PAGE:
The abrasive layer 3 is subdivided over the length L into three portions: in the middle, a portion having a relatively high constant thickness e1+e2 and, on either side of portion 8, two portions 9, 10 having a thickness which decreases progressively from e1+e2 to e1. The e1 value is reached at each axial end of the grinding wheel. As an example, e1 may be selected as being of the order of 2 mm and e2 of the order of 0.5 mm.
The meridian cross-section of the layer 3 thus has a profile consisting of three segments of a straight line: a central segment 3A, parallel to the axis X-X-, which is framed by two inclined segments 3B and 3C.
The length E of the portion 8 may be between 1/5 and 4/5 of the total length L and is generally between 1/3 and 2/3 of this length.
In operation, the grinding wheel 1 is fastened on a drive shaft 11 of an automatic grinding machine by means of orifice 7, by a suitable keying means. The shaft 11 is connected to a motor 12 for high-speed rotation about the axis X--X. The motor 12 is fixed relative to the stand of the machine.
The automatic grinding machine comprises, furthermore, a removable fastening means 13, for example of the sucker type, which make it possible to position, for example, an initially circular blank 14 of especially mineral ophthalmic glass and to cause the blank to rotate at a low speed about a supporting axis Y--Y which is parallel to the axis X--X. This axis Y--Y may be the axis of the blank 14 or it may be offset slightly relative to the blank axis. The length L of the grinding wheel to be ground, of the order 2 cm, is slightly greater than the edge of the thickest portion of blank 14 which may be of a divergent or a concave type.
The machine also comprises means which makes it possible to move the axis Y--Y nearer to or further from the axis X--X according to the double arrow F of FIG. 1. These means are indicated diagrammatically in FIG. 1 by a radial arm 15 for supporting the gripping means 13. The arm is articulated on a fixed shaft 16 parallel to the axes X--X and Y--Y and is located outside the plane which the axes define (which is the plane of FIG. 1).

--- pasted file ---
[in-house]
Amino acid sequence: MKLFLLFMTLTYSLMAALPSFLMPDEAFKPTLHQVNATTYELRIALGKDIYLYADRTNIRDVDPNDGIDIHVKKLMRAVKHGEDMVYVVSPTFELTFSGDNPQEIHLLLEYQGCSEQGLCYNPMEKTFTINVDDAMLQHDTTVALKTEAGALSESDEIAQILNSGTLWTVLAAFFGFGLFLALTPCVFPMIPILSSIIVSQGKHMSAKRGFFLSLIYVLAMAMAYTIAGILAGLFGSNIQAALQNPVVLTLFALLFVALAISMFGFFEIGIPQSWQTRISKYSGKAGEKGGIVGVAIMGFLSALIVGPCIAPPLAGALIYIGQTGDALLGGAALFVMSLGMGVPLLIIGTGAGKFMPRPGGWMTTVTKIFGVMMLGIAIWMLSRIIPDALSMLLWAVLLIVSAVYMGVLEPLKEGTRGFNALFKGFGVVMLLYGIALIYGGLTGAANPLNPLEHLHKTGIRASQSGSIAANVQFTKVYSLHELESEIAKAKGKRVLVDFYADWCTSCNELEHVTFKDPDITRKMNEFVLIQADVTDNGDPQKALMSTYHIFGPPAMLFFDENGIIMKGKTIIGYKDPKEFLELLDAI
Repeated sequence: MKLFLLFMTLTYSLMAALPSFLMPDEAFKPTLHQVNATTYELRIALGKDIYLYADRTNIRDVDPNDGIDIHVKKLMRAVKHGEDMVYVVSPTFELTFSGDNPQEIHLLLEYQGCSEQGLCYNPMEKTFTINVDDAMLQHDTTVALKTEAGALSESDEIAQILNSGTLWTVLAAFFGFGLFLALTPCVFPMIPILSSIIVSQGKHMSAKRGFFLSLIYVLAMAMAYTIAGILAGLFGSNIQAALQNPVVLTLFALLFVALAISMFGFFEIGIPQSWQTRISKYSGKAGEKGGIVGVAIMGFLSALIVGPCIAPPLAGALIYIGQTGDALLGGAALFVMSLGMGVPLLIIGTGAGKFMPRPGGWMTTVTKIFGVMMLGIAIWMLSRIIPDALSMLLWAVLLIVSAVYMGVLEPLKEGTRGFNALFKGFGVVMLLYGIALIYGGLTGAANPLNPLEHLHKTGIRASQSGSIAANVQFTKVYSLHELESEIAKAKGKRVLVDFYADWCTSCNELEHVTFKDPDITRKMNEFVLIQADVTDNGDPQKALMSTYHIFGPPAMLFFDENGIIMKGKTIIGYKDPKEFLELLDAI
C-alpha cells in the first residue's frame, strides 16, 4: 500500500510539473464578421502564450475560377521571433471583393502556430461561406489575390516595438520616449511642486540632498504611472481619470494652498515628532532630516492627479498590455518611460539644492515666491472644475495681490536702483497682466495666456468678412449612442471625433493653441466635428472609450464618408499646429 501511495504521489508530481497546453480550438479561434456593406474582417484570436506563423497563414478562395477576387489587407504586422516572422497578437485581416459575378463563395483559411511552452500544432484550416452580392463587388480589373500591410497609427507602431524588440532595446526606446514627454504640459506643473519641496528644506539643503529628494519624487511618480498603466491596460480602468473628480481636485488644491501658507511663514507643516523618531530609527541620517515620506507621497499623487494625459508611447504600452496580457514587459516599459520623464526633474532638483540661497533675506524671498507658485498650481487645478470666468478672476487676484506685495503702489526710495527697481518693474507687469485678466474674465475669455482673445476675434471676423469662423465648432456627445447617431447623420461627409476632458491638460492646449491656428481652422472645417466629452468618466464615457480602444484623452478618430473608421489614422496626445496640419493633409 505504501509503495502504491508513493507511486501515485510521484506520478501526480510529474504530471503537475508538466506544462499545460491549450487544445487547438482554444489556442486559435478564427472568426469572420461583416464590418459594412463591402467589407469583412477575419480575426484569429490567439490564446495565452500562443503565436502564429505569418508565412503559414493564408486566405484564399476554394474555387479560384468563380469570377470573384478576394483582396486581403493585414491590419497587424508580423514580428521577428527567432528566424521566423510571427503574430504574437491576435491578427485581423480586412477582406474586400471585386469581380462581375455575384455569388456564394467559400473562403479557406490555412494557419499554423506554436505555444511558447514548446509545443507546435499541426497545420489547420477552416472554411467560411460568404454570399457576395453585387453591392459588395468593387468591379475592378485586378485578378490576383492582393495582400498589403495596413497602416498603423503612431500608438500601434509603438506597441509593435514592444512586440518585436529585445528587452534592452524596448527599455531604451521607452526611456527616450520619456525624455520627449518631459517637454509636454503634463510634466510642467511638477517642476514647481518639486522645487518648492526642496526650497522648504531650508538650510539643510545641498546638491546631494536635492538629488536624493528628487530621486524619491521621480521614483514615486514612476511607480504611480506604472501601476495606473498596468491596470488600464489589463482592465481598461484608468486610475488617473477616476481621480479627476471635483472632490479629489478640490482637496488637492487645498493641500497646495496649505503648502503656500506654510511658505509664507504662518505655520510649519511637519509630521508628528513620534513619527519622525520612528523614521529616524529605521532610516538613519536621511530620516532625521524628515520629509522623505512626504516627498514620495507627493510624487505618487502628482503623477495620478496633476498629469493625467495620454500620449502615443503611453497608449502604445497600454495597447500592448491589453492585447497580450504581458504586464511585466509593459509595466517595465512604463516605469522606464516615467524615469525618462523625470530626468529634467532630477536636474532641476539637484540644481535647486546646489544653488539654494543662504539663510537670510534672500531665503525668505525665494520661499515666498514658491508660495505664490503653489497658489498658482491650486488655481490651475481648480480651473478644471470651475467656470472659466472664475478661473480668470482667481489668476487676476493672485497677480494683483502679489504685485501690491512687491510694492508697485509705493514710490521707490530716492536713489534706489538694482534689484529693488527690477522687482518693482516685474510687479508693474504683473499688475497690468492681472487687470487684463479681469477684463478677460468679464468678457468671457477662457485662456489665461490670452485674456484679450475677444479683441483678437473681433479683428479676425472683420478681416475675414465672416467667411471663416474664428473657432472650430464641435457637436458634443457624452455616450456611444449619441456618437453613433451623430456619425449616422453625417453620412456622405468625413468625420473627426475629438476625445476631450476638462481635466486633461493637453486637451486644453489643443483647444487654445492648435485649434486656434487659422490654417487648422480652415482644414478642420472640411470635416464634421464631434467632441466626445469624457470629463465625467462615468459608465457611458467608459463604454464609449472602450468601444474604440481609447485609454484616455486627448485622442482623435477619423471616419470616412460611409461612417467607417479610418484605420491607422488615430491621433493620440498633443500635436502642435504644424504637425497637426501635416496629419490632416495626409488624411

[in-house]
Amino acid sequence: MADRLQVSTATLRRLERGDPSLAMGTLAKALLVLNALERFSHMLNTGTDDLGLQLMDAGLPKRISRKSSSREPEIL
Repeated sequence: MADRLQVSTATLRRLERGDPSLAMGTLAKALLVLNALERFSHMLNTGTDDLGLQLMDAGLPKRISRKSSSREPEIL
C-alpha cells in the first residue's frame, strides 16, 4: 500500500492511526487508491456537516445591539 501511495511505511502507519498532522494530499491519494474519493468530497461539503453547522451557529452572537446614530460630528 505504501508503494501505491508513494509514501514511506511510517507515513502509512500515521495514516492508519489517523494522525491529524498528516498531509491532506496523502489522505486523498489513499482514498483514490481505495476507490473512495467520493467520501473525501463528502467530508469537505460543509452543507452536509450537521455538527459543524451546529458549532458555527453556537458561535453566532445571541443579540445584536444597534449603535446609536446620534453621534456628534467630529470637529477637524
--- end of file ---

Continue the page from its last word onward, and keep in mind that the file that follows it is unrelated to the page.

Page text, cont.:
In order to route the blank 14 to the profile of the selected spectacle frame, the blank is fastened by the means 13 in the appropriate position with respect to the center of the blank, and the latter is rotated slowly about the axis Y--Y, whilst being positioned at a predetermined distance from the axis X--X. The distance from the axis X--X is variable as a function of the angular position of the blank about the axis Y--Y.
The blank thus engages the peripheral surface of the abrasive layer 3 and is thereby brought to the desired configuration.
At the outset, the blank is substantially centered in relation to the length of the grinding wheel. It is found that, after a large number of blanks of different types have been routed, the middle region of the grinding wheel undergoes the most wear.
The portion 8 of greatest thickness is centered the length of the grinding wheel, in such a way that it is essentially this portion 8 which is stressed.
This results, at the expense of a slight increase in the volume of abrasive material and therefore of moderate cost, in a substantial lengthening of the life of the grinding wheel which, for the whole of this life, preserves a peripheral surface, the shape of which is close to that of a cylinder.
In fact, the shape of the extra thickness of the layer 3, as compared with the conventional cylindrical shape of a constant thickness e1, is approximately symmetrical with respect to a curve C which corresponds to the shape which the layer 3 would assume, after wear, in the absence of the extra thickness.
Experience shows that, for various reasons connected, in particular, with the practices of their region or their country, opticians treat spectacles or glasses of different types statistically.